I have heard the phrase "desde ya" used to mean "in advance." Literally, it means "since already." How is it understood to mean "in advance," or is it simply an idiom with a nonsense literal meaning? ...
15
votes
5answers
1k views

Why is 'estar muerto' used instead of 'ser muerto'?

I know it is rather rude to think of it this way and I don't want to offend anyone religiously, but being dead is usually thought of as a very permanent condition in the United States. So why does ...
9
votes
3answers
1k views

Difference between “broma” and “chiste”

Both words broma and chiste translate to the English word joke. What's the difference between these two Spanish words, and how do I know when to use each one?
7
votes
2answers
144 views

What's the function of “mismo” in this sentence?

What's the exact function of "mismo" in the following sentence? For example: Se llevo a cabo la ceremonia y el mismo presidente le entrego la medalla al soldado. I'm a native speaker and I ...
-4
votes
1answer
4k views

Why does “no sé” mean “I don't know?” [closed]

If "no" means "no", and if "se" means "is", why does "no sé" mean "I don't know"? This has been a bit of stumbling block for me as I learn the language. I as learn how to learn, I like to know the ...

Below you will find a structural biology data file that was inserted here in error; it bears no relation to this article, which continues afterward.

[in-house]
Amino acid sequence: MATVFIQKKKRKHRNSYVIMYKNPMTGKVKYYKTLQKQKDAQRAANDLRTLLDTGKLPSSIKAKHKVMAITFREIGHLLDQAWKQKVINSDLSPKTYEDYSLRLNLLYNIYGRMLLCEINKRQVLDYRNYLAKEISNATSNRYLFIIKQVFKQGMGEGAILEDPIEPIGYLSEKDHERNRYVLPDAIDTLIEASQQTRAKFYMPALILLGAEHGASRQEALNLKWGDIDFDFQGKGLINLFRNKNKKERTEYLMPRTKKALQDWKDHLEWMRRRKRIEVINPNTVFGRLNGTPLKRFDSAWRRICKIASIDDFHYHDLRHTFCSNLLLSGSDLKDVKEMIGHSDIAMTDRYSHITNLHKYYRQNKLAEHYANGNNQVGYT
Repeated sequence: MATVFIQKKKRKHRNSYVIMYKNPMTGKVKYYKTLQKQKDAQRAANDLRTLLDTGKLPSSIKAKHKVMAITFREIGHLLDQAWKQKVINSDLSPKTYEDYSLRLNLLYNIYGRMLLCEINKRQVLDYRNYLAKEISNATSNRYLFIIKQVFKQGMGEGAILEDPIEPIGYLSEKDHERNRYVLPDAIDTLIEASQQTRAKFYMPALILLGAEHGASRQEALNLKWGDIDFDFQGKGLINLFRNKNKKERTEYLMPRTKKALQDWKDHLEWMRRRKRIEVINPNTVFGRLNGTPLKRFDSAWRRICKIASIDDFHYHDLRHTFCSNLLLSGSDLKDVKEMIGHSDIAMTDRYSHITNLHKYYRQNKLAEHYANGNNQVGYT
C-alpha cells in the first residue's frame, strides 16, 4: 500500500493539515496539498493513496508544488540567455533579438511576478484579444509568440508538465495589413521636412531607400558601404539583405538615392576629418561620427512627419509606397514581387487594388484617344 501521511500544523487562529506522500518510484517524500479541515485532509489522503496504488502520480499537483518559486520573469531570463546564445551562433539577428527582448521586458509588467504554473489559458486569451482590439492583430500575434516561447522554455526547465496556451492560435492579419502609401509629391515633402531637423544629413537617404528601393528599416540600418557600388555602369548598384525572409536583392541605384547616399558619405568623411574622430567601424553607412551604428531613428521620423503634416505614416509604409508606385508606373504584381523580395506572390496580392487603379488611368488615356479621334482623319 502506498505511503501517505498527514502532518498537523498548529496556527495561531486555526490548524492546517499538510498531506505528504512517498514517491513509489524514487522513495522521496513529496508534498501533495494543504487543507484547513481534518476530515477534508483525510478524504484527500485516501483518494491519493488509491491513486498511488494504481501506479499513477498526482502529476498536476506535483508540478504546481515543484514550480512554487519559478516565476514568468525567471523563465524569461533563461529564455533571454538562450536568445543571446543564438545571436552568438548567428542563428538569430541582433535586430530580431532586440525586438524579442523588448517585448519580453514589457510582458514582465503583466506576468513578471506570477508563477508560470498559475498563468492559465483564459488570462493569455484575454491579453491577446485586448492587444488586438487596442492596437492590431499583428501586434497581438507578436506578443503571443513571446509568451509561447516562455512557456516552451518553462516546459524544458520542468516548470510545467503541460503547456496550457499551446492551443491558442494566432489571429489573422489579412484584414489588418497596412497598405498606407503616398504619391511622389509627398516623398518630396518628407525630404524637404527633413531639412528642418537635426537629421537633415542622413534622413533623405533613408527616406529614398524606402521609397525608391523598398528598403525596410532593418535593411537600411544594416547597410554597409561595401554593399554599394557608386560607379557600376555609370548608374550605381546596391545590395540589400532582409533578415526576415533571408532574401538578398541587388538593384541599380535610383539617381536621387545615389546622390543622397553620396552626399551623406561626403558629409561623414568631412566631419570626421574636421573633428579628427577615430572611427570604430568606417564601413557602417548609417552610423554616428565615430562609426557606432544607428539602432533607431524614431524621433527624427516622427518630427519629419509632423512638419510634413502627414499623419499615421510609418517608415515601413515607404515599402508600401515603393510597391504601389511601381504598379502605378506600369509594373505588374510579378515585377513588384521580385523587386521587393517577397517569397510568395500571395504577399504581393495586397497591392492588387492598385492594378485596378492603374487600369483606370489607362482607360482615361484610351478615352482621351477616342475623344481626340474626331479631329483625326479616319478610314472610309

3
votes
1answer
97 views

judging something as poor (objectively) , bad (emotionally)

In GLU we had a question on difference between schlimm-schlecht (bad-poor). My rule of thumb was: use bad if something feels bad, affects you emotionally in a negative sense use poor to judge ...
6
votes
2answers
220 views

Why is a comma used before a “y” in some cases?

I was taught that a comma must be used this way. One (of many other uses) is when you want to enumerate a list of items you have to use the comma and before the last element of the list the comma ...
6
votes
2answers
330 views

Is there a standard, most common, or most neutral Spanish term for “chat room”?

Just earlier I was about to mention to somebody in Spanish that I was in a Stack Exchange chat room and I realized I didn't know how to say it in Spanish. There's a bunch of words for "room": ...
11
votes
3answers
353 views

adjectives for “same thing” vs. “same kind of thing”

In German, das gleiche refers to We both read the same (das gleiche) book (everyone has its own, but they look exactly the same) while das selbe refers to We both read the same book ...
3
votes
1answer
97 views

Counterpart of “gutter language”

In German we use Gossensprache, in English gutter language seems to be the most common synonym, but my dictionaries don't show me a spanish word for the language/jargon (often vulgar) spoken by ...
7
votes
5answers
173 views

¿Existen las palabras «nosotras» y «vosotras»?

¿Es posible usar nosotras o vosotras? Nunca las he oido, pero pienso que talvez son como ellas, pero para la primera persona y la segunda persona, respectivamente. Han oido ustedes estas palabras?
6
votes
1answer
269 views

Pluralize words ending in a tonic vowel

I'm a native speaker. I'm pretty sure that the plural of tabú is tabúes, I've seen it used in writing, in the press. For similar reasons that the plural of marroquí is marroquíes. I argued with ...
10
votes
1answer
316 views

Plural form of compound words